Network Rail owns up to pedestrian crossing deaths.
In the High Court a Nottingham man has secured damages from Network Rail following the tragic death of his wife and grandson at a pedestrian-only railway crossing.
Widower Laurence Hoggart issued court proceedings against Network Rail after his wife, Jean Hoggart, 56 and her autistic grandson Michael Dawson, seven, died when they were hit by a train on the pedestrians-only crossing in Bestwood, Nottingham in November 2008. Jane Radcliffe of Personal Injury solicitors Pattinson and Brewer – who is acting for Mr.Hoggart – said:”The tragedy of this accident is that the dangers of the crossing were identified by Railtrack in 2000 and by Network Rail in 2004 and yet no remedial action was taken.” Mr. Hoggart issued High Court proceedings against Network Rail after they had failed to respond to the letter of claim submitted on his behalf.
Pattinson and Brewer discovered that Railtrack, the rail firm responsible at the time of the accident, actually objected to the building of a nearby housing development in 2000 because the local crossing was considered unsafe. It said the developers should make improvements to the crossing or build a footbridge or subway. The Developer replied that it was Railtrack’s responsibility and nothing further was done. The Rail Accident Investigation Branch, when publishing its investigation report, revealed that a level crossing risk assessment carried out in 2004 recommended that action be taken to straighten the crossing. This recommendation was not followed up.
At an inquest in June 2010 the coroner decided that either Mrs Hoggart did not hear the train at all, or heard a noise but assumed it was coming from a tram which passed some seconds ahead of the train. The crossing, which links Bestwood village to Hucknall Lane, has been described by local councillor Chris Baron as “an accident waiting to happen. It was poorly lit, was not straight and Pedestrians had to cross three rail lines, one of which was disused. It also ran alongside a tramline, making it hard for people to see or hear whether a train or tram was coming”. A whistle board warning train drivers to sound their horn on approach was moved further away from the crossing after residents objected to the noise. Network Rail has since straightened the crossing after the death of Mrs Hoggart and her grandson, who lived in Hucknall.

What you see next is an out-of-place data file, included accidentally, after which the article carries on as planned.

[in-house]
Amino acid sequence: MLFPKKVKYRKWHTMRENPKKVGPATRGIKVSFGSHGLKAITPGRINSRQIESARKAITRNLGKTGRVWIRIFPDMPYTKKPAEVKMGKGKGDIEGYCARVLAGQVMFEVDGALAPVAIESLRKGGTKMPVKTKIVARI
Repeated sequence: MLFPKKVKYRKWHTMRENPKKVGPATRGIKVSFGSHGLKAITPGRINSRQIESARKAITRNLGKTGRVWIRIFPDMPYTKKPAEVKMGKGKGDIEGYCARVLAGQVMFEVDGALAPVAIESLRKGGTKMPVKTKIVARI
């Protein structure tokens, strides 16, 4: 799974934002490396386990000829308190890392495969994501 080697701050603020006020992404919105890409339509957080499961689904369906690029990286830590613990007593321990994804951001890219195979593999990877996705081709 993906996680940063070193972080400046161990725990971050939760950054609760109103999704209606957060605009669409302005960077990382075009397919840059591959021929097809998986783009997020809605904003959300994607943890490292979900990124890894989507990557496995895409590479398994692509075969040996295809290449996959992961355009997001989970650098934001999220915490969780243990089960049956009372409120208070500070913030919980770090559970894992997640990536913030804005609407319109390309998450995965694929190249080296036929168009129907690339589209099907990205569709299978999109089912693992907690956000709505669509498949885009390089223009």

In a statement Mr.Hoggart said that he was disappointed that it had taken such a long time for Network Rail to settle his claim. “I am relieved that at last Network Rail have agreed to settle the case I brought against them after my wife Jean and grandson Michael, died in a tragic accident. My personal loss and that to our family could so easily have been avoided if the responsible people in Railtrack and Network Rail had done their jobs properly. They did not, and we have to suffer the dreadful consequences for the rest of our lives. I am still angry about the manner in which the rail authorities dragged their feet in even responding to their deaths. I feel that I have had to fight them every step of the way and it’s my belief that the only reason that they have settled the claim this week is the adverse publicity they have faced over the Elsenham tragedy. I think the offer they have given is appalling for the life of an innocent human being. They have left this right up until the last minute; two weeks before it was due to be heard in court and I think they have done this for greed and profit. I do wonder what sort of people are running this supposedly public service. Are they decent, honest and caring? Their actions to date suggest otherwise. They get huge bonuses and haven’t cared about the misery that I and my family have been through.”
M.P.’s on Thursday called on Transport Secretary, Justine Greening, to exercise her right to block Network Rail bonuses being awarded at a time when it is in breach of its licence obligations and failing to meet its punctuality targets. The anti-business mood has been fuelled by reports that Network Rail’s chief executive, Sir David Higgins, whose basic salary is £560,000, could be shortly awarded up to £336,000 on top in an annual bonus, plus a total of £2.8m over a five-year period. Similar bonuses are due be handed to board members in a re-organisation of the incentive structure.
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Pattinson & Brewer, “the claimant’s champion”, is a leading UK law firm with offices in London, Bristol and York. Since its foundation in 1891 the firm has established a proud reputation for winning compensation for ordinary working people and now acts on behalf of the public and union members in employment disputes, personal injury, accident and occupational disease actions. It also has a remarkable record in successfully handling complex medical negligence and catastrophic injury cases. All its partners are passionately committed to accessing justice and fairness for their individual clients.